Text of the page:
Essentials of Maternity, Newborn, and Women’s Health Nursing
Chapter 11: Maternal Adaptation During Pregnancy
1. Jessica and Mike are new clients at your obstetrics office. You are asking them about the reason for their visit. Jessica says she thinks she is pregnant because she missed a period. Mike tells you Jessica is always nauseated in the morning and eats all the time the rest of the day. They have not been using birth control and have wanted to have children since they got married last summer. Jessica says her clothes are feeling tighter and her breasts seem tender. Mike says he has noticed that Jessica has been frequently getting up to go to the bathroom at night. (Learning Objectives 2 and 4)
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a. What subjective symptoms have led Jessica and Mike to presume she is pregnant? What other conditions could be the cause of Jessica’s symptoms? How can a pregnancy be confirmed as probable? Diagnosed as positive?
The subjective symptoms include nausea, breast tenderness and amenorrhea. Jessica missed her period and eats all the time. Eating all the time could be caused by food cravings. No birth control, frequently getting up to go to the bathroom at night
A pregnancy can be confirmed as probable if there is an increased frequency of urination, increased skin pigmentation in the stomach and the face, abdominal bloating and mild uterine cramping. The proof positive signs are visualization of the fetus, positive hCG urine or blood and fetal heartbeat.
Other conditions that could be the cause of Jessica’s symptoms include diabetes, anemia, gastrointestinal disorders, malnutrition, endocrine dysfunction and menopause.
This is because the hormone hCG is present in both urine and blood.
Other conditions that could be the cause of Jessica’s symptoms are pancreatitis and anxiety disorders. The fact that she feels nauseated shows that she may be having pancreatitis. “Pancreatitis is an inflammation in your pancreas- an organ that secretes enzymes to help you digest your food” (Fairbrother et al, 2017). This may also have made her to have more foods cravings. She could be having anxiety disorders because these causes nausea. Her food cravings may have been caused by pica.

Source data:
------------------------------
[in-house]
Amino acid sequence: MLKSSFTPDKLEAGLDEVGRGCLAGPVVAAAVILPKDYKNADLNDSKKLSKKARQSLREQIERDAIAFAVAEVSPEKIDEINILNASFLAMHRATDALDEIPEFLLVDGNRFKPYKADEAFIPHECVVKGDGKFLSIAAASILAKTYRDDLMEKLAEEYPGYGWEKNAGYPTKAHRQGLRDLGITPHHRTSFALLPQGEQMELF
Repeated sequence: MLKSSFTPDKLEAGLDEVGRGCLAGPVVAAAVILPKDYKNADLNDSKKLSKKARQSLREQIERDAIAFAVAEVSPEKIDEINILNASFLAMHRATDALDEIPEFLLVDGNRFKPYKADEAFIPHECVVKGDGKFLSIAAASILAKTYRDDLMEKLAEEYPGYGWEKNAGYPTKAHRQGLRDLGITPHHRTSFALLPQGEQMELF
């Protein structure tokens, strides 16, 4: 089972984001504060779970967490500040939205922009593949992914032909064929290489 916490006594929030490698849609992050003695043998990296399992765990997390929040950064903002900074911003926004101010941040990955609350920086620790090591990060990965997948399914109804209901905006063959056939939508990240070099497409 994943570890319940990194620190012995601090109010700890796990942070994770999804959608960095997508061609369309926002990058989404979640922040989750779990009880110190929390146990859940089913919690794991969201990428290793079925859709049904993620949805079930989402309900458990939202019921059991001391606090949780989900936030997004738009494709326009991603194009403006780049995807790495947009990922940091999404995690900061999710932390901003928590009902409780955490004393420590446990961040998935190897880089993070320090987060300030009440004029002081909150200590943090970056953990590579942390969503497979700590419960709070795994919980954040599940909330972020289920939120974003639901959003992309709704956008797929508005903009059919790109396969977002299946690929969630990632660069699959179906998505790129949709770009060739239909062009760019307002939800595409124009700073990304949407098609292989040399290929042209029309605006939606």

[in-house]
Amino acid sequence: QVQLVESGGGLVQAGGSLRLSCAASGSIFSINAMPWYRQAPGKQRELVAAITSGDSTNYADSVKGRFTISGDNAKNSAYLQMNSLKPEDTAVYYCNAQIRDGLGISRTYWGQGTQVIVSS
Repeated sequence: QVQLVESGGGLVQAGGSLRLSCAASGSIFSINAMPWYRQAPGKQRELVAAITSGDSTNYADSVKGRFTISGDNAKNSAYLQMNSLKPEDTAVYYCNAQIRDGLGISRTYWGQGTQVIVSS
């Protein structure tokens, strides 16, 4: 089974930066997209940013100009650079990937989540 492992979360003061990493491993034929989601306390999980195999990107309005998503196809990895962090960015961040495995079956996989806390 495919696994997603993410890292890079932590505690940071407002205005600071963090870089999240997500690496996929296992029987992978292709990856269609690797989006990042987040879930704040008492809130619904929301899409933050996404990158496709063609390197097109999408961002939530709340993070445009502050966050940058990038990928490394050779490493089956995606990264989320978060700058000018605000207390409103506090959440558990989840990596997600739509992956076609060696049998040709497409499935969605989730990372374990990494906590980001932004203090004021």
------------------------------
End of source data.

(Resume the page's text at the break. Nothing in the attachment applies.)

b. Discuss the nutritional needs of Jessica and her baby.
Jessica will need to consume more legumes, nuts and meat. These will provide her body with iron and proteins. The key nutrients needed by the baby include iron, vitamin A, calcium, vitamin C, D, B6 and B12. The baby will need more calcium to strengthen bones and teeth. Some of the foods that can be taken include milk and cheese. Foods such as leafy greens and carrots will provide the vitamin A while vitamin C will be provided by tomatoes, broccoli, oranges and citrus fruit. Foods such as liver and whole grain cereals will help provide vitamin B6 and B12.
Vitamin C would help promote healthy gums and bones. It would also help the body of the pregnant mother to absorb iron. Iron helps increase the blood flow to ensure that adequate oxygen is supplied to the baby. “A pregnant woman should be getting 27 milligrams of iron and 1200 milligrams of calcium” (Pick et al, 2015). These nutritional needs are met by ensuring that one eats a variety of recommended foods.
The foods she should avoid include undercooked or raw fish, high-mercury fish, raw eggs, organ meat, unpasteurized milk, cheese, caffeine and alcohol. Raw fish can cause several infections such as norovirus. Undercooked and processed meat increases the risk of infection from various parasites and bacteria such as Salmonella.
0. Beth (aged 18) is experiencing her first pregnancy and is now 24 weeks gestation. She tells you that she is “amazed by the changes that have happened to my body already.” Beth wants to understand what additional changes are going to occur to her “besides just getting a really huge belly.” Additionally, Beth relates to you that she is in her senior year of high school, is no longer involved with the baby’s father, and lives at home with her mother and 12-year-old brother. (Learning Objectives 3 and 5)
1. Explain to Beth (in terms she can understand) what general body adaptations she will experience throughout the remainder of her pregnancy.
Beth may experience swollen ankles and feet, pain in the abdomen area, leg cramps, dizziness and skin changes. “You might be experiencing pain on either one or both sides of your abdomen or hip area” (Pick et al, 2015). This is caused by the straining and stretching of the ligaments that hold the uterus. She may also experience trouble sleeping because of the huge size of the belly and have frequent heartburn.
0. What psychosocial adaptations may Beth experience as a result of being a teenage, single mother living at home?
The psychological adaptions include high stress levels, lack of financial support and emotional disorders. She may also experience pain during the delivery, fears of giving birth, social life changes and dramatic body alterations. She may also experience fears of raising the baby without the help of the father. The father would be able to provide financial and emotional support if he was available.
Pick, M. E., Edwards, M., Moreau, D., & Ryan, E. A. (2015). Assessment of diet quality in pregnant women using the Healthy Eating Index. Journal of the American Dietetic Association, 105(2), 240-246.